Commissioner Rosa Prioritizes Early Education, College and Career Pathways in Budget Hearing

Photo courtesy of Sen. Liz Krueger’s Office, via Facebook.

State Education Commissioner Betty Rosa testified before the Legislature’s Joint Budget Committee on Wednesday Feb. 8, where she stressed the importance of early childhood education, advanced high school classes and vocational programs. 

This was the third of the New York State Legislature’s 2023 Joint Budget hearings, which focused on issues related to elementary and secondary education. 

Rosa fielded questions from senators and assembly members during the first several hours of the hearing.

Assembly Ways and Means Chair Helene Weinstein, a Brooklyn Democrat, joined by Senator Liz Krueger, D-Manhattan, chair of the Senate Finance Committee, led the hearing.

State Education Commissioner Betty Rosa

Rosa described the allocation of funds behind her budget request and the priorities for New York’s education system and its students. 

She spoke of five areas in need of further aid, the first being the pursuit of universal early childhood programs across the state. The goal of providing access to “high-quality early learning experiences that are culturally, linguistically, and developmentally sound” should be provided to all 4-year-olds by 2030 and to all 3-year-old students by 2035 is one that many senators and Assembly members responded to during the hearing. 

Out of the $25 million allocated to Pre-K programs for four-year-olds outside of New York City in the 2022-2023 school year, Rosa stated that $12 million was left on the table “because it’s such a nightmare to get through.” The complexity of the structures and rules surrounding distributing funding provides barriers to using the financial aid to its fullest extent.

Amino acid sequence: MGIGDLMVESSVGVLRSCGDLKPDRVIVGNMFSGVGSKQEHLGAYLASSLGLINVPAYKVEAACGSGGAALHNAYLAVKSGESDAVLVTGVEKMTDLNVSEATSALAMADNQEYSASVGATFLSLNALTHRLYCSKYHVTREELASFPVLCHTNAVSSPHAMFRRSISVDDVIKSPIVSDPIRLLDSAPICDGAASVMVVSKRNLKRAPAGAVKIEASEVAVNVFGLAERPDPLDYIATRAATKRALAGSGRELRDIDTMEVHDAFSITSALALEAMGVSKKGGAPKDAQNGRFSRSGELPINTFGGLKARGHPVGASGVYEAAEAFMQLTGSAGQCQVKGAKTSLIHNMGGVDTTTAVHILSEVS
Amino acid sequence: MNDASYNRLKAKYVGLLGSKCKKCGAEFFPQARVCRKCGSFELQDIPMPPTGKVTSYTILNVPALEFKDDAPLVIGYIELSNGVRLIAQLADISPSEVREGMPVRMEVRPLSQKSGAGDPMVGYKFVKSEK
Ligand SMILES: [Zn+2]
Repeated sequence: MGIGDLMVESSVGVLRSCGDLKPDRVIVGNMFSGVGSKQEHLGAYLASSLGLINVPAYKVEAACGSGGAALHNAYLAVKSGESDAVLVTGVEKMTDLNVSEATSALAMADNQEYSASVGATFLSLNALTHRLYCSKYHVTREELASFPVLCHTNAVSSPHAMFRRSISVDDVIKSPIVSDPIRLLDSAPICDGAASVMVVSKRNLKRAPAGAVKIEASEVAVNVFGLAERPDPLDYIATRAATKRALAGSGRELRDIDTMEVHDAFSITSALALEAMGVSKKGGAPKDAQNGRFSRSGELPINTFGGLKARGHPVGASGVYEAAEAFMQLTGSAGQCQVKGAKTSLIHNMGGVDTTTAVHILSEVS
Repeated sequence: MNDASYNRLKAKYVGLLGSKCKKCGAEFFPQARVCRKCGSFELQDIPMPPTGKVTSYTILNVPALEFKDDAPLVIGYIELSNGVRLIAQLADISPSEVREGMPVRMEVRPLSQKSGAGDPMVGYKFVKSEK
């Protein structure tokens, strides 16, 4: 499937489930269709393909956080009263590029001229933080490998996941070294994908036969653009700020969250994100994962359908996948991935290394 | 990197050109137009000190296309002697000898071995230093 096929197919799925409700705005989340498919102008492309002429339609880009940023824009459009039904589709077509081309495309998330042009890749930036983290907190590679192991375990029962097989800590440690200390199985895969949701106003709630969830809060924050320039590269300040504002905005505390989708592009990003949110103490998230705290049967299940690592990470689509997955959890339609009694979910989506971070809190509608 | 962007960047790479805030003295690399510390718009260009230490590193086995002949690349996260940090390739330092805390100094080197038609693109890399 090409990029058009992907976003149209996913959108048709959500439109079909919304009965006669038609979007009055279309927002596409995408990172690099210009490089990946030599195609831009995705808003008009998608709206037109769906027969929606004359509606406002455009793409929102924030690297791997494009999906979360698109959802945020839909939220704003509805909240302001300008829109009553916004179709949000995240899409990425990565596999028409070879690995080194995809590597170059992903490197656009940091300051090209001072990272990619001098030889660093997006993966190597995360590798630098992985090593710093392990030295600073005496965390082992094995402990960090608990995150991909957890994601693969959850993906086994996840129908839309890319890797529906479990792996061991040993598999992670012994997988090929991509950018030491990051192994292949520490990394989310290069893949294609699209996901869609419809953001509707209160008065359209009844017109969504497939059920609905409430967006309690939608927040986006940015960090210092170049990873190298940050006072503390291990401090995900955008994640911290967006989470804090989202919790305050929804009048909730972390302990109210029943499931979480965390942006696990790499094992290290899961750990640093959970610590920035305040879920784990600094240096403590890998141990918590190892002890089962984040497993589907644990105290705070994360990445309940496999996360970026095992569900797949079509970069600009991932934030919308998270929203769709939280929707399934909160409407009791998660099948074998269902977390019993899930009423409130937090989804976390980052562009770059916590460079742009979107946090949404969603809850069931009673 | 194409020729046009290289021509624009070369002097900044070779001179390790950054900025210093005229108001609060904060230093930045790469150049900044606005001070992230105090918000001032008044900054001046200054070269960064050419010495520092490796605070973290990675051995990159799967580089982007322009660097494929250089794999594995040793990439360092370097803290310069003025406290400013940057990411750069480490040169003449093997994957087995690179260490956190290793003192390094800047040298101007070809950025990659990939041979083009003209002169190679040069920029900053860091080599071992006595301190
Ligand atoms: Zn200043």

Along with the funds not being properly distributed, the formula in which families are considered applicable for this financial help needs reform. This sentiment was shared by Assemblyman Doug Smith, R-Holbrook, saying “the formula [for universal pre-k] is broken.”

To combat these obstacles, the Board of Regents aims to reform the funding formula and streamline the process, ”making it easier for school districts and community-based organizations to be able to administer them.”

Another well-communicated point between the senators, assembly people and Rosa is the potential advancement and further development of high school and pre-college programs, including BOCES and CTE (Career Technical Education). These career pathways are instrumental in aiding students on the journey to further education outside of the “traditional” path. 

Addressing the previous salary cap on BOCES teachers that might prevent the guidance of students to its greatest potential, Rosa introduced steps to “significantly increase program aids,” and have funding for early college and pre-tech programs be combined, proposing programs that directly relate to the region.

Watch Rosa’s testimony, and the full Education Budget Hearing, here: